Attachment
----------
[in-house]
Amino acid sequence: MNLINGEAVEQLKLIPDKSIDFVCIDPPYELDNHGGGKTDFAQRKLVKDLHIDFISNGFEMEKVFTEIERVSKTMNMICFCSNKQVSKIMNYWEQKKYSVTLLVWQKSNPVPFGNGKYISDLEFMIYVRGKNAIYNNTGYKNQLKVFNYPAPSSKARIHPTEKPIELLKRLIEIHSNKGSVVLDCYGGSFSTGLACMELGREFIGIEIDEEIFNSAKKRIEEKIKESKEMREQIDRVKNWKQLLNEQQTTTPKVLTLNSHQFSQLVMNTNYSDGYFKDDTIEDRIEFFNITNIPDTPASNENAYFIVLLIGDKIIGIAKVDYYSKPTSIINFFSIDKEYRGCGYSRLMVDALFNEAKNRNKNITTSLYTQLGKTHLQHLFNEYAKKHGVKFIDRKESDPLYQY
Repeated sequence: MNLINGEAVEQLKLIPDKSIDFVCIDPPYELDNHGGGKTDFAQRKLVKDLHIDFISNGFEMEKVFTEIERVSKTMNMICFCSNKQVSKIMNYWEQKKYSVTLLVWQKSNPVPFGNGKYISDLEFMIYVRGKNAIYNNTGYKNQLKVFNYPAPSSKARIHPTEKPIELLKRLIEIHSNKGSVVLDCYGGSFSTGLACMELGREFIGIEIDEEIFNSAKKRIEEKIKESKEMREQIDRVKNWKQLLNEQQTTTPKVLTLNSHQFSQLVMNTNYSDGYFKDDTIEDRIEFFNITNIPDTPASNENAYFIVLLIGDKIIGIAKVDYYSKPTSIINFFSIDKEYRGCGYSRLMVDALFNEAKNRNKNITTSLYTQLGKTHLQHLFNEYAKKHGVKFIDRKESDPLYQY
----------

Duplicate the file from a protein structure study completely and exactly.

[in-house]
Amino acid sequence: MNLINGEAVEQLKLIPDKSIDFVCIDPPYELDNHGGGKTDFAQRKLVKDLHIDFISNGFEMEKVFTEIERVSKTMNMICFCSNKQVSKIMNYWEQKKYSVTLLVWQKSNPVPFGNGKYISDLEFMIYVRGKNAIYNNTGYKNQLKVFNYPAPSSKARIHPTEKPIELLKRLIEIHSNKGSVVLDCYGGSFSTGLACMELGREFIGIEIDEEIFNSAKKRIEEKIKESKEMREQIDRVKNWKQLLNEQQTTTPKVLTLNSHQFSQLVMNTNYSDGYFKDDTIEDRIEFFNITNIPDTPASNENAYFIVLLIGDKIIGIAKVDYYSKPTSIINFFSIDKEYRGCGYSRLMVDALFNEAKNRNKNITTSLYTQLGKTHLQHLFNEYAKKHGVKFIDRKESDPLYQY
Repeated sequence: MNLINGEAVEQLKLIPDKSIDFVCIDPPYELDNHGGGKTDFAQRKLVKDLHIDFISNGFEMEKVFTEIERVSKTMNMICFCSNKQVSKIMNYWEQKKYSVTLLVWQKSNPVPFGNGKYISDLEFMIYVRGKNAIYNNTGYKNQLKVFNYPAPSSKARIHPTEKPIELLKRLIEIHSNKGSVVLDCYGGSFSTGLACMELGREFIGIEIDEEIFNSAKKRIEEKIKESKEMREQIDRVKNWKQLLNEQQTTTPKVLTLNSHQFSQLVMNTNYSDGYFKDDTIEDRIEFFNITNIPDTPASNENAYFIVLLIGDKIIGIAKVDYYSKPTSIINFFSIDKEYRGCGYSRLMVDALFNEAKNRNKNITTSLYTQLGKTHLQHLFNEYAKKHGVKFIDRKESDPLYQY